Poor road safety causes too many deaths
First publishedin World Highways
Road safety is an issue that rarely grabs headlines, although it is something that affects people around the globe. Road deaths account for a shockingly high percentage of deaths worldwide, with the risks being particularly high in developing countries. This poses such a threat to public health that the United Nations has been taking steps to address the issue, commencing with its Decade of Action on Road Safety in 2010. The focus has been on developing countries, due to the rapid increase in road deaths in many countries. A combination of minimal driver training, poor road maintenance, insufficient enforcement and weak laws has resulted in carnage on the roads of many countries. With vehicle numbers growing fast in developing nations, the problem is getting worse and with young males are particularly at risk. The impact on the struggling economies of developing countries is massive while the
human cost goes without saying.
India is one of the countries seeing the problem becoming worse. According to official data from the Indian Government, 146,133 people died in 501,423 reported crashes during 2015. Of more concern too is that this figure is 4.6% higher than for 2014, when 139,671 died in 489,400 crashes.
With over half of the people who died in crashes aged from 15-34, it is apparent that the young are at particular risk on India’s roads. Meanwhile 500,279 people were reported as being injured in road crashes in India during 2015, an increase over the 493,474 injured in 2014. But it is worth noting that these figures relate to reported crashes and that many incident in India still go unreported, so the actual toll of deaths and injuries could be significantly higher.
Bad driving, poor vehicle condition and inadequate road repairs and maintenance are major causes of crashes in India. Bad driving was recorded as the cause of 80% of crashes, with speeding reported as being a contributory factor in 62% of collisions. Some areas of India pose a higher risk than others, with the 13 states featuring worst records for road safety including Karnataka, Kerala, Madhya Pradesh, Maharashtra, Tamil Nadu and Uttar Pradesh. In all these 13 worst states account for more than 80% of India’s totals both for road crashes and fatalities.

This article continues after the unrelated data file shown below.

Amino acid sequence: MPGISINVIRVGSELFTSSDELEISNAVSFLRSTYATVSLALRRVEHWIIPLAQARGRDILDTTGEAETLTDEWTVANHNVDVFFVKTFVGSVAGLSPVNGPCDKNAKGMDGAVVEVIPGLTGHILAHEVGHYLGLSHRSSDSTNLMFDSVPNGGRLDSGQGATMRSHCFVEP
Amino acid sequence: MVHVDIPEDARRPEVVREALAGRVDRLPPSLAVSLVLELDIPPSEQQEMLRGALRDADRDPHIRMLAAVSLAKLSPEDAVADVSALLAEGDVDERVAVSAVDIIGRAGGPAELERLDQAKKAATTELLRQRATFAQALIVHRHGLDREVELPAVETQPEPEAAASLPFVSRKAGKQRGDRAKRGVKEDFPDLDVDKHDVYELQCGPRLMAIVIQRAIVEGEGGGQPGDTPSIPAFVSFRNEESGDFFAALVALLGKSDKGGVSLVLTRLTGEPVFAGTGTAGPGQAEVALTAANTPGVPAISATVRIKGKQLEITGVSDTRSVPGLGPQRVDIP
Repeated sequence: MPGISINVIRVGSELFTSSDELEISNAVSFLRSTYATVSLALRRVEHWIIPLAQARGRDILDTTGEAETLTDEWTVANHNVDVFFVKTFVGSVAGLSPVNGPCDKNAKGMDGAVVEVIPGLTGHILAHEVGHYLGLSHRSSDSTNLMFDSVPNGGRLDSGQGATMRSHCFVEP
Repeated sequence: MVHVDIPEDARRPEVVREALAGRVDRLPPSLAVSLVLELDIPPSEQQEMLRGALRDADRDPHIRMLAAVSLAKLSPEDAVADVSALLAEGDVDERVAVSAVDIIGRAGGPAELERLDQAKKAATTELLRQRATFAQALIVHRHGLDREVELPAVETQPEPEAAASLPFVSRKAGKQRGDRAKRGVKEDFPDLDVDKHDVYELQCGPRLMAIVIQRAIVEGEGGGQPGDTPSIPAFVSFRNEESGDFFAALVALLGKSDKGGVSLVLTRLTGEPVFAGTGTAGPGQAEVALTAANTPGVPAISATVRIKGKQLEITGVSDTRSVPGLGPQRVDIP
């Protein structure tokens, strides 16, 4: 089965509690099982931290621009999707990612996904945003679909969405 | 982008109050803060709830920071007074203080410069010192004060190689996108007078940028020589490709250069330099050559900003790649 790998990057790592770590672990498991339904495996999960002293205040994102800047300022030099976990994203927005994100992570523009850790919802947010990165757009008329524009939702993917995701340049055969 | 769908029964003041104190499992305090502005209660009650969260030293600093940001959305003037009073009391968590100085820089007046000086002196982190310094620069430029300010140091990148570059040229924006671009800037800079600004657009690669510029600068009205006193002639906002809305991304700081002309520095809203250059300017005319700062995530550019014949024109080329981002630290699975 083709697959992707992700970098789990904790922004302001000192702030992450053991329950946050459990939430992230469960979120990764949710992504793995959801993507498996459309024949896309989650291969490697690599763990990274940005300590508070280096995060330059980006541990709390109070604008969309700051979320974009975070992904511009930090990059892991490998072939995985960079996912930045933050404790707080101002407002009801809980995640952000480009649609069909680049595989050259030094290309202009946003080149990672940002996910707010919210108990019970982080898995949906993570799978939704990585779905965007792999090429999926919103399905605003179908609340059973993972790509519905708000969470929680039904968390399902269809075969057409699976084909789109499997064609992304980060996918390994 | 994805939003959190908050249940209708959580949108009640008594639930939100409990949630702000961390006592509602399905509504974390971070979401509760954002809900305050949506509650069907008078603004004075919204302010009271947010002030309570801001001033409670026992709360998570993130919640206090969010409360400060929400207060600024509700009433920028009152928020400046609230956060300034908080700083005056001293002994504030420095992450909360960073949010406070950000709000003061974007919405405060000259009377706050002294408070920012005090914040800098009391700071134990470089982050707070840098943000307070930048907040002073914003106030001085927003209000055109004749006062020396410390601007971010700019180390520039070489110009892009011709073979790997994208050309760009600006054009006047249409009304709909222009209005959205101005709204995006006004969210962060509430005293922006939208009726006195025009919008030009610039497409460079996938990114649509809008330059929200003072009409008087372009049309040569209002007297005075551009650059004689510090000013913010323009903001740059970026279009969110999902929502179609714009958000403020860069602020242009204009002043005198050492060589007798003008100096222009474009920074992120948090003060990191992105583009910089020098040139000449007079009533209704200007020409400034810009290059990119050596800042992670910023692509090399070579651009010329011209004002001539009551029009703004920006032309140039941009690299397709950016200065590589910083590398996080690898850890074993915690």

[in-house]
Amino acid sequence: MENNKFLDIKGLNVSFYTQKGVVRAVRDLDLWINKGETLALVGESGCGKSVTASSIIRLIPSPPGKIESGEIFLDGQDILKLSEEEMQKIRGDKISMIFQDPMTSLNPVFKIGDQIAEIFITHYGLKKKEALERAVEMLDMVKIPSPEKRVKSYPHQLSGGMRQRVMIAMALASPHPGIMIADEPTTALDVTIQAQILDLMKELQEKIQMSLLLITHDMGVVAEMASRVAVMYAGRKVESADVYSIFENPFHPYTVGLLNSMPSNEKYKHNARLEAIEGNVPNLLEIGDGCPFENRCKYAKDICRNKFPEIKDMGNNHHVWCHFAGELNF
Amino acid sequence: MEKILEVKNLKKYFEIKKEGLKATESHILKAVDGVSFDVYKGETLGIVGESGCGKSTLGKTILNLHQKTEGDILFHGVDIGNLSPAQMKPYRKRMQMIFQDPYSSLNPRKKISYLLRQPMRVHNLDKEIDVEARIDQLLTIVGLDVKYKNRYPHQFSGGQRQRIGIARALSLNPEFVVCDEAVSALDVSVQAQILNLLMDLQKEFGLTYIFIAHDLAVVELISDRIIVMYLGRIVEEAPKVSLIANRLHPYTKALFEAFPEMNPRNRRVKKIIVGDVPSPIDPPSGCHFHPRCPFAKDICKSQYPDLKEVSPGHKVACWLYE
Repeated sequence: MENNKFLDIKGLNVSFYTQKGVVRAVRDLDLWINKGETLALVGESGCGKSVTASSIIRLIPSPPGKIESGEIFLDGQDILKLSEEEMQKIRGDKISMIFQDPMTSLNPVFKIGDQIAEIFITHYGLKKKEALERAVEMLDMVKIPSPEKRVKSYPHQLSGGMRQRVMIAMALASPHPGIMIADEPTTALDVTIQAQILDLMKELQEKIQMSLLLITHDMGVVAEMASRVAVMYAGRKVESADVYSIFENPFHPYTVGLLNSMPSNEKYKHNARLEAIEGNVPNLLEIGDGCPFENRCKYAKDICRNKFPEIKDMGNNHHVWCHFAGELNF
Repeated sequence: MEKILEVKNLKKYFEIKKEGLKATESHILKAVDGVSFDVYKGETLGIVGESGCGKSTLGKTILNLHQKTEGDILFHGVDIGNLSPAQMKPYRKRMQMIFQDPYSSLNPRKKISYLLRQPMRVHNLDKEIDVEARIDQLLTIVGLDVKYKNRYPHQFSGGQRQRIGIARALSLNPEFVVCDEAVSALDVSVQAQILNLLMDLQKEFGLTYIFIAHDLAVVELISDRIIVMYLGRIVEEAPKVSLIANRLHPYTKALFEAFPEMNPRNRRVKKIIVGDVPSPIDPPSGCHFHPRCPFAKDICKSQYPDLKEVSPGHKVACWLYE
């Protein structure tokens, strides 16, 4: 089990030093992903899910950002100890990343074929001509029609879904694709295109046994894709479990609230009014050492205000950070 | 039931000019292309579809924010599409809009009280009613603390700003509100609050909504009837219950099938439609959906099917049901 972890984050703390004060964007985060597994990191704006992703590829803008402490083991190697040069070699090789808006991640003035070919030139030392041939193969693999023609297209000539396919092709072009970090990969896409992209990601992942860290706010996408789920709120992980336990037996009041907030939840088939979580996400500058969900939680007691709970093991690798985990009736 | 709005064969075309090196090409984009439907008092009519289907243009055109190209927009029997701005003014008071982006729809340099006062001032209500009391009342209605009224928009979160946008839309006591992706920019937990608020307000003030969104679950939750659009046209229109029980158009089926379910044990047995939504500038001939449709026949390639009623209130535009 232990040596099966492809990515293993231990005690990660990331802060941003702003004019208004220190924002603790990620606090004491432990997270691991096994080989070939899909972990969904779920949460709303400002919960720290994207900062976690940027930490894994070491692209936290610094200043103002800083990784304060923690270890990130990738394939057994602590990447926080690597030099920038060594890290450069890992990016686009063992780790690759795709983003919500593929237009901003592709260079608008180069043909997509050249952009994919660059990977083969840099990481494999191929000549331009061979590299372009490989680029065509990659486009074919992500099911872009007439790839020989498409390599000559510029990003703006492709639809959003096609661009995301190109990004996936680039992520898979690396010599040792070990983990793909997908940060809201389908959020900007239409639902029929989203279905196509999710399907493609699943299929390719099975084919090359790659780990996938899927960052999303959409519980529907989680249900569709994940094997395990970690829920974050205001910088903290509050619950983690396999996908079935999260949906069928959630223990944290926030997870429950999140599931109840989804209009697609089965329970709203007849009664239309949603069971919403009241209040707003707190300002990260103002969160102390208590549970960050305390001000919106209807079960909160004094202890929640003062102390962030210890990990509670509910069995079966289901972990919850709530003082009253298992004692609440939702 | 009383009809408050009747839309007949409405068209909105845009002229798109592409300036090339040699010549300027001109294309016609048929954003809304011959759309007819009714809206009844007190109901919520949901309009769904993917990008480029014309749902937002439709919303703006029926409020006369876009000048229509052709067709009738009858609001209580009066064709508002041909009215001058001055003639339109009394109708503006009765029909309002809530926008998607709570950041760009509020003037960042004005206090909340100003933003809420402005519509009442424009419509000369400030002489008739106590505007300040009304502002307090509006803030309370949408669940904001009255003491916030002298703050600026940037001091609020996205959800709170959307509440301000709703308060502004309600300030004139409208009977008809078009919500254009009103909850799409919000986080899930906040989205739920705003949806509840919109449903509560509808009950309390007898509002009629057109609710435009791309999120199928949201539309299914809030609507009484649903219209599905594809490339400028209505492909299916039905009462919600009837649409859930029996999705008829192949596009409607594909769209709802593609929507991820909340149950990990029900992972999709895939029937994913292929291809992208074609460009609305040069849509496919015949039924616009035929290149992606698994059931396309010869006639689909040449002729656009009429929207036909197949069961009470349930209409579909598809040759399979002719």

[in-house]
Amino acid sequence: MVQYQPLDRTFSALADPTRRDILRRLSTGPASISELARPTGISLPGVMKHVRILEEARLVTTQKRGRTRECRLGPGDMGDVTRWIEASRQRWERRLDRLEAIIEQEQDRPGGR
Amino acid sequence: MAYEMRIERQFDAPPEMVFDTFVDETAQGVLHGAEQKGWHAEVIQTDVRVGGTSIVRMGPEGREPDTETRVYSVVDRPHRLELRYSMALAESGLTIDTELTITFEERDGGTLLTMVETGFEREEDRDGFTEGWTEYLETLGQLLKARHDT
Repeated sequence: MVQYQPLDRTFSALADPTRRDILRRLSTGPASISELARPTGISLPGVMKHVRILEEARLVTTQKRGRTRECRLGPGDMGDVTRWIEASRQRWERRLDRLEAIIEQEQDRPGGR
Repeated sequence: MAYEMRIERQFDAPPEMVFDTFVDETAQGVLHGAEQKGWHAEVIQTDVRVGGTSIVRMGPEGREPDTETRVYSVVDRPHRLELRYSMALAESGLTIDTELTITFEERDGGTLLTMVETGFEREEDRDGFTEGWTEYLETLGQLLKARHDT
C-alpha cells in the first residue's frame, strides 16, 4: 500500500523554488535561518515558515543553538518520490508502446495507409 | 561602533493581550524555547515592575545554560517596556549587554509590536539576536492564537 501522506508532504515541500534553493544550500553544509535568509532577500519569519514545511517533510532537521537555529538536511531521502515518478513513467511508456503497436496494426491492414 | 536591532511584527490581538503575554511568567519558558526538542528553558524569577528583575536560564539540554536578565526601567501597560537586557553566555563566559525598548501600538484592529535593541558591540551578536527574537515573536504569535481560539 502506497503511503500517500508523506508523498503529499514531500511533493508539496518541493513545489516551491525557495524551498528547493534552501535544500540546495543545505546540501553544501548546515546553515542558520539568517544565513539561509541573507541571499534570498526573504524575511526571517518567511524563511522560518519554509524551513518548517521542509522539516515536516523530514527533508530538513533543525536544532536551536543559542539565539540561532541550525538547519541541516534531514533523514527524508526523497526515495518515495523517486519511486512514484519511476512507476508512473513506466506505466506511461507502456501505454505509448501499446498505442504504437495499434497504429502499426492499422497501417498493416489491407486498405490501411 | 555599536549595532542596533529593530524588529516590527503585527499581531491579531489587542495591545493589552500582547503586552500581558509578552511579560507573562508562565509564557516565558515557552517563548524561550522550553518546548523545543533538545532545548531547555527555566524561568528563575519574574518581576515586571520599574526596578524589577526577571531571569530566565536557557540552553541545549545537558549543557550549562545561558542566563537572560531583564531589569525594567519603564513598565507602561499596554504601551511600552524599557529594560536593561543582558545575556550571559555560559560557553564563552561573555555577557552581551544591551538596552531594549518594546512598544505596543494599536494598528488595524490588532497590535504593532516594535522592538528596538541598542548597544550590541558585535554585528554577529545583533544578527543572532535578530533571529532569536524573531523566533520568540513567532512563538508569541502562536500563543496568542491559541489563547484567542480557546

This high road crash rate has a negative effect on India’s economy that the country can ill afford, lowering GDP by an estimated 3%/year, according to India’s Ministry of Transport. And with the country’s road network growing fast and its total length of highways expected to increase from 96,000km to 200,000km, the problem looks likely to worsen still unless effective action on safety is taken. Nor is the problem limited to Asia, with many African countries also seeing worsening safety records.
Data from South Africa shows that 12,944 people were killed in 10,673 road crashes in the country during 2015. As the country's registered vehicle population rose 3% to 11,710,756, and the number of drivers growing 4.56% to 11,656,425, the problem will worsen. Meanwhile in Nigeria data from the Federal Road Safety Commission (FRSC) shows that the country had 12,077 recorded road crashes and 5,400 reported road deaths during 2015.